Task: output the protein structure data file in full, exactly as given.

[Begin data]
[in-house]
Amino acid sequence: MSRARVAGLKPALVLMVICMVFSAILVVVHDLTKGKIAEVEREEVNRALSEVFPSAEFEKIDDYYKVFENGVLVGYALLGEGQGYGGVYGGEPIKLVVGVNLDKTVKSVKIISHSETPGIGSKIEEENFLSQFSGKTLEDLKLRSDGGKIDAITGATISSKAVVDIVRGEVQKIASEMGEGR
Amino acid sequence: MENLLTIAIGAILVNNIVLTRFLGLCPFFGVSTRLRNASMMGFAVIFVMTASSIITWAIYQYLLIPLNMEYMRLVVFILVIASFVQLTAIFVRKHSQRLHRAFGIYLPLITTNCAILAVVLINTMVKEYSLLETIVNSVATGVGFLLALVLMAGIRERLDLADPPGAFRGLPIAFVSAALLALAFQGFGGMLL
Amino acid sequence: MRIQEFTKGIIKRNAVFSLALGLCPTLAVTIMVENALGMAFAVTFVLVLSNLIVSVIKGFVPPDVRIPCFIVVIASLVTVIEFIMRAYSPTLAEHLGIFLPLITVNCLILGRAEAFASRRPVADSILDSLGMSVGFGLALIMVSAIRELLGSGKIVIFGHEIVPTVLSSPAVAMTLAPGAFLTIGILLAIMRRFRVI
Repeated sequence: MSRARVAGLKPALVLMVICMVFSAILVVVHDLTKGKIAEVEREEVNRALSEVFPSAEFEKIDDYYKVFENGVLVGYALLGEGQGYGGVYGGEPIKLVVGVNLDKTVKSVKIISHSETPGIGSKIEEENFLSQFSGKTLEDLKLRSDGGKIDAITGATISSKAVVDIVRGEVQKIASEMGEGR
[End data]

[in-house]
Amino acid sequence: MSRARVAGLKPALVLMVICMVFSAILVVVHDLTKGKIAEVEREEVNRALSEVFPSAEFEKIDDYYKVFENGVLVGYALLGEGQGYGGVYGGEPIKLVVGVNLDKTVKSVKIISHSETPGIGSKIEEENFLSQFSGKTLEDLKLRSDGGKIDAITGATISSKAVVDIVRGEVQKIASEMGEGR
Amino acid sequence: MENLLTIAIGAILVNNIVLTRFLGLCPFFGVSTRLRNASMMGFAVIFVMTASSIITWAIYQYLLIPLNMEYMRLVVFILVIASFVQLTAIFVRKHSQRLHRAFGIYLPLITTNCAILAVVLINTMVKEYSLLETIVNSVATGVGFLLALVLMAGIRERLDLADPPGAFRGLPIAFVSAALLALAFQGFGGMLL
Amino acid sequence: MRIQEFTKGIIKRNAVFSLALGLCPTLAVTIMVENALGMAFAVTFVLVLSNLIVSVIKGFVPPDVRIPCFIVVIASLVTVIEFIMRAYSPTLAEHLGIFLPLITVNCLILGRAEAFASRRPVADSILDSLGMSVGFGLALIMVSAIRELLGSGKIVIFGHEIVPTVLSSPAVAMTLAPGAFLTIGILLAIMRRFRVI
Repeated sequence: MSRARVAGLKPALVLMVICMVFSAILVVVHDLTKGKIAEVEREEVNRALSEVFPSAEFEKIDDYYKVFENGVLVGYALLGEGQGYGGVYGGEPIKLVVGVNLDKTVKSVKIISHSETPGIGSKIEEENFLSQFSGKTLEDLKLRSDGGKIDAITGATISSKAVVDIVRGEVQKIASEMGEGR